Achieving `observe` behavior

Consider the definition of the observe statement from Probabilistic Programming, as defined in [1]:

The observe statement blocks runs which do not satisfy the boolean expression E and does not permit those executions to happen.

Now, consider the following theoretical program:

def f():
    x ~ Normal(0, 1)
    observe(x > 0) # only allow samples x > 0
    return x

which should return values from the truncated Normal(0, 1) distribution.

Therefore, my question is: how can observe be implemented in Pyro, or what’s its equivalent?
Of course, observe's argument can be any boolean expression E.


[1] Gordon, Andrew D., et al. “Probabilistic programming.” Proceedings of the on Future of Software Engineering . 2014. 167-181.

Hi @AlexD,

Pyro implements only a restricted form of observe statements: observations must be point values drawn from a distribution. This restriction makes it easier to implement efficient inference algorithms, at the cost of limiting expressivity.

Some workarounds for specific cases include:

  • observing a noisy boolean value, e.g.
    def f():
        x = pyro.sample("x", dist.Normal(0, 1))
        pyro.sample("obs", dist.Bernoulli(0.99),
                    obs=(x > 0).float())
        return x
    
  • using custom distributions, e.g.
    def f():
        x = pyro.sample("x", dist.HalfNormal(1))
        return x
    

The Pyro team is also actively researching ways to do more symbolic conditioning, this is the aim of the Funsor library.

Let us know if you have particular applied probabilistic models that would like to translate into Pyro’s restricted modeling language, we’d be happy to help.

Best,
@fritzo

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Hi @fritzo,

Thank you very much for your reply!
I have two more questions.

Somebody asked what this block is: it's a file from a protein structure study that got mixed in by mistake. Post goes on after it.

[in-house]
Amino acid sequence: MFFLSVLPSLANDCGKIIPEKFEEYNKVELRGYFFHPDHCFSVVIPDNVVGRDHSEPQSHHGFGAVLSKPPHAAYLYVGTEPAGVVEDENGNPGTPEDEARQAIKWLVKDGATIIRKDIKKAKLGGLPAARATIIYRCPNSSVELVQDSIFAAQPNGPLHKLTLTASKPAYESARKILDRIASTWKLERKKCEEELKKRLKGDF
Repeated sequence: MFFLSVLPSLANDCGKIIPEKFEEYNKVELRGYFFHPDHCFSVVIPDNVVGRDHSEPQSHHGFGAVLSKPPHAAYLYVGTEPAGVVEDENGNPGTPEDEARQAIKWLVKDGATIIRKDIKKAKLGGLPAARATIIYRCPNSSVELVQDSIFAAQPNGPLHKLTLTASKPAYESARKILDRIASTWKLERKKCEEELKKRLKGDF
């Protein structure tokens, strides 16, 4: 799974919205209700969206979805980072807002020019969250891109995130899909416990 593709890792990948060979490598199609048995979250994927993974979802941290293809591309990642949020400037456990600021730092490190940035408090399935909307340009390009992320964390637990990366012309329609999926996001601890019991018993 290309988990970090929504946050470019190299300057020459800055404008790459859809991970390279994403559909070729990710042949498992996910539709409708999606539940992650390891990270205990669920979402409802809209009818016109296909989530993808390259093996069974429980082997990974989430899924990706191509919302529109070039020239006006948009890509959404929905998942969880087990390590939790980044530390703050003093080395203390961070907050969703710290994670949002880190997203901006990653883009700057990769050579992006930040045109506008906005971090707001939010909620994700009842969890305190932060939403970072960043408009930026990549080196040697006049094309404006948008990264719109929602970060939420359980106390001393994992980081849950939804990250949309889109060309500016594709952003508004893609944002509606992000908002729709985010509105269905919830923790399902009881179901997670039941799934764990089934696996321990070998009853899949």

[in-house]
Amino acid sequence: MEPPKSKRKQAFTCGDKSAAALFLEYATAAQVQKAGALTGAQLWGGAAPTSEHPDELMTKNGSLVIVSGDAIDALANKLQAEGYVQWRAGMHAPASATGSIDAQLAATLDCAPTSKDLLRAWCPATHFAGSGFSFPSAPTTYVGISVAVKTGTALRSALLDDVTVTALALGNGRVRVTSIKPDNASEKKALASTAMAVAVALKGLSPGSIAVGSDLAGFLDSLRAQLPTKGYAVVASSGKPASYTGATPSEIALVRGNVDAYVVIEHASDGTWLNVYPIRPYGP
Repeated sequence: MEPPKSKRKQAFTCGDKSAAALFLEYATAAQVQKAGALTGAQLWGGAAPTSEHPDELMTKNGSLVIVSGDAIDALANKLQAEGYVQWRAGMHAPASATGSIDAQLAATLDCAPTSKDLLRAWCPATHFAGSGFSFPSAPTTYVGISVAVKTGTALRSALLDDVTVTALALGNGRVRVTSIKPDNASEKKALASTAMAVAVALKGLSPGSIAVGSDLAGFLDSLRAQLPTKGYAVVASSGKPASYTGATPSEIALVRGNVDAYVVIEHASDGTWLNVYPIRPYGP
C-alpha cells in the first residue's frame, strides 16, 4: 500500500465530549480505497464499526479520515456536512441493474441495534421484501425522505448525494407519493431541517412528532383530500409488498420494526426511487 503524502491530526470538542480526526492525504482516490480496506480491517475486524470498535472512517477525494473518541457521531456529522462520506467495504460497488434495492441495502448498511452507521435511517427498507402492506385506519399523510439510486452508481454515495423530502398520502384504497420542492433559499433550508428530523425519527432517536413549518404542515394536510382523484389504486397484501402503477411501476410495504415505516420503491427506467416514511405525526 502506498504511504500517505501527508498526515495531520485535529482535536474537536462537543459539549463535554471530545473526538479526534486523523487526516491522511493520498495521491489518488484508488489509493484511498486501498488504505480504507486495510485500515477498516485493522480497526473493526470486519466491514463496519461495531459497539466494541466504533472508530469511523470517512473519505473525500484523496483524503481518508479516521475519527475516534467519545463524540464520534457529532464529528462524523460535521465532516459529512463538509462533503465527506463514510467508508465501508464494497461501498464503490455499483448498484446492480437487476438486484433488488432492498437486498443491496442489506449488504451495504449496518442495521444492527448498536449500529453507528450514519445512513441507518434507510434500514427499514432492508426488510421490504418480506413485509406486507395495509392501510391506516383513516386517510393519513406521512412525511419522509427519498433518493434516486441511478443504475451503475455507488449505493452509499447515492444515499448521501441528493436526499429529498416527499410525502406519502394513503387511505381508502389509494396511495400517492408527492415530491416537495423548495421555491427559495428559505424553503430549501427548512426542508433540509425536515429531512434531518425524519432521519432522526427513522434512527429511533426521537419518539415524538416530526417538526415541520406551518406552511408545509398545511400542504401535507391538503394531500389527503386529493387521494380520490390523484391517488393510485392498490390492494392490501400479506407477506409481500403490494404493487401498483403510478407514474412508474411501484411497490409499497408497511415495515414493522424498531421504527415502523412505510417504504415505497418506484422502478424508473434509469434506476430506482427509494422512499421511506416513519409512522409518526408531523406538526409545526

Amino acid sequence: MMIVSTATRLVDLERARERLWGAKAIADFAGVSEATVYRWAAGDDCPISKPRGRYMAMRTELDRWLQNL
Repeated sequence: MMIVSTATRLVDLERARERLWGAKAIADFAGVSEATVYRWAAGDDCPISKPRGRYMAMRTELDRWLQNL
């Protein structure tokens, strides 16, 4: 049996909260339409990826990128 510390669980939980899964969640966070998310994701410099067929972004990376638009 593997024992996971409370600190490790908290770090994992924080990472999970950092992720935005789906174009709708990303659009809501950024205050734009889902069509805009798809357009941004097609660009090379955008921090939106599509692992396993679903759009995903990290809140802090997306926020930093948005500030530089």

First, regarding this example:

def f():
    x = pyro.sample("x", dist.Normal(0, 1))
    pyro.sample("obs", dist.Bernoulli(0.99), obs=(x > 0).float())
    return x

how is x affected by the second sample of obs?

Furthermore, if you change it to:

def f():
    x = pyro.sample("x", dist.Normal(0, 1))
    y = pyro.sample("obs", dist.Bernoulli(0.99), obs=(x > 0).float())
    return y

this will just return (x > 0).float(), ignoring any dist given to sample().


Second, if my understanding is correct, sampling from a truncated gaussian is achieved using HalfNormal, there is (currently) no possible way to do so via observations (i.e. conditioning), right?

First, x is affected by the obs site by being forced to be “probably positive”, which is strictly weaker than “positive”. This means that when fitting model parameters, it will be gently discouraged to generate negative x, rather than strictly prohibited.

Furthermore, correct: observe statements return their obs= value regardless of distribution; however when fitting model parameters that distribution does matter.

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Continuing this discussion, I am experimenting with conditioning and wanted to try this inference example, that may simulate observe(x > 0) (it’s just a toy example).

Suppose I have the following conditioned model and guide:

def model():
    x = pyro.sample('x', dist.Uniform(-1, 1))
    
    if x <= 0:
        y = pyro.sample('y', dist.Bernoulli(0.0))
    else:
        y = pyro.sample('y', dist.Bernoulli(1.0))
        
    return y

cond_model = pyro.condition(model, data={'y': T.tensor(1.0)})

def guide():
    a = pyro.param('a', T.tensor(-1.0))
    b = pyro.param('b', T.tensor(1.0))
    return pyro.sample('x', dist.Uniform(a, b))

Now, is my understanding correct that observing y = 1 will imply that x was sampled from the positive half of Uniform(-1,1), that is Uniform(0,1).

So, is it possible, by inference, to get (a,b) ≈ (0,1)?

Yes, in principle it is possible to learn posterior interval (a,b) ≈ (0,1) on x, however I’m not sure any of Pyro’s inference algorithms will work well here, possibly Importance sampling with a good prior?

1 Like

Thank you, @fritzo! This is clear.